Audit Charter Amendment Goes to Voters
The Baltimore City Council passed legislation on Monday that would require the city to perform audits on city agencies every four years.
Baltimore voters will get to decide whether to amend the City Charter to require audits of major city agencies every four years.
The City Council voted to approve the measure Monday and it will go before voters on Nov. 6 in the general election after Mayor Stephanie Rawlings-Blake signs the legislation.
The version of the charter amendment that was passed is less stringent than what supporters, such as North Baltimore council members Carl Stokes, Mary Pat Clarke and Bill Henry, had initially wanted.
They wanted audits to be performed of 14 different city agencies every two years, that has been reduced to 13 agencies being audited every four years.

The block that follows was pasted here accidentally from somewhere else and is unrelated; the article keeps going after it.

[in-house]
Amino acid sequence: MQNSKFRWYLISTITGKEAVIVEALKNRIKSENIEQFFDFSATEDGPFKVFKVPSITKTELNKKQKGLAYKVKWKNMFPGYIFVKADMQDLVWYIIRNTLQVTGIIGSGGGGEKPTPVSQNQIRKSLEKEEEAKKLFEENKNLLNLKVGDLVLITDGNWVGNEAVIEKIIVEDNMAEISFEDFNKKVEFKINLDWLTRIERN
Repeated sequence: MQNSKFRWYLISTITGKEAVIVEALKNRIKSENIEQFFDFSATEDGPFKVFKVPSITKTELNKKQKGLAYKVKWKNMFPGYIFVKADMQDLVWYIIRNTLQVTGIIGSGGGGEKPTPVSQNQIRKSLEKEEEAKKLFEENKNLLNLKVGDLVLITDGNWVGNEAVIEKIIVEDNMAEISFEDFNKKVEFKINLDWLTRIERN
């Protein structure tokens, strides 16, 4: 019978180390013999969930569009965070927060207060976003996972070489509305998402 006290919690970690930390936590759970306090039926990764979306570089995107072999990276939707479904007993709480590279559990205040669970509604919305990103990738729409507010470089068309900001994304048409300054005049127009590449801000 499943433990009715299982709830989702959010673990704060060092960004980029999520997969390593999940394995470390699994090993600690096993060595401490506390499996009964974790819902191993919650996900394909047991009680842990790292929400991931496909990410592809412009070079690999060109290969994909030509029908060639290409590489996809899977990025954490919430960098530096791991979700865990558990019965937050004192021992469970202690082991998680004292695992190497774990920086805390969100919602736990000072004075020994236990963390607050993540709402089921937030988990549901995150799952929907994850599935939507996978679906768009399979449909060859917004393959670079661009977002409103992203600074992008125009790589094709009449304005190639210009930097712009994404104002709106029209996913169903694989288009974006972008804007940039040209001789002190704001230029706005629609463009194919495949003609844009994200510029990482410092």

Ian Brennan, a spokesman for Rawlings-Blake, said in an email that the mayor will sign the bill.
"The mayor has always been a supporter of audits. Robust auditing is a key component of sound fiscal management. This Charter Amendment goes beyond what our city charter already requires. It would make our auditing requirement more rigorous than the charters of Baltimore county and countless other municipalities throughout the country," Brennan wrote
The administration has maintained they support audits, but that the responsibility falls to the city auditor to perform annual audits of the financial transactions of all municipal agencies. Under the charter, the city auditor reports to the comptroller.
The administration has also pointed out that the city already performs an independent audit annually of all accounts, revenues and receipts by KPMG that costs $400,000 and takes four months to complete.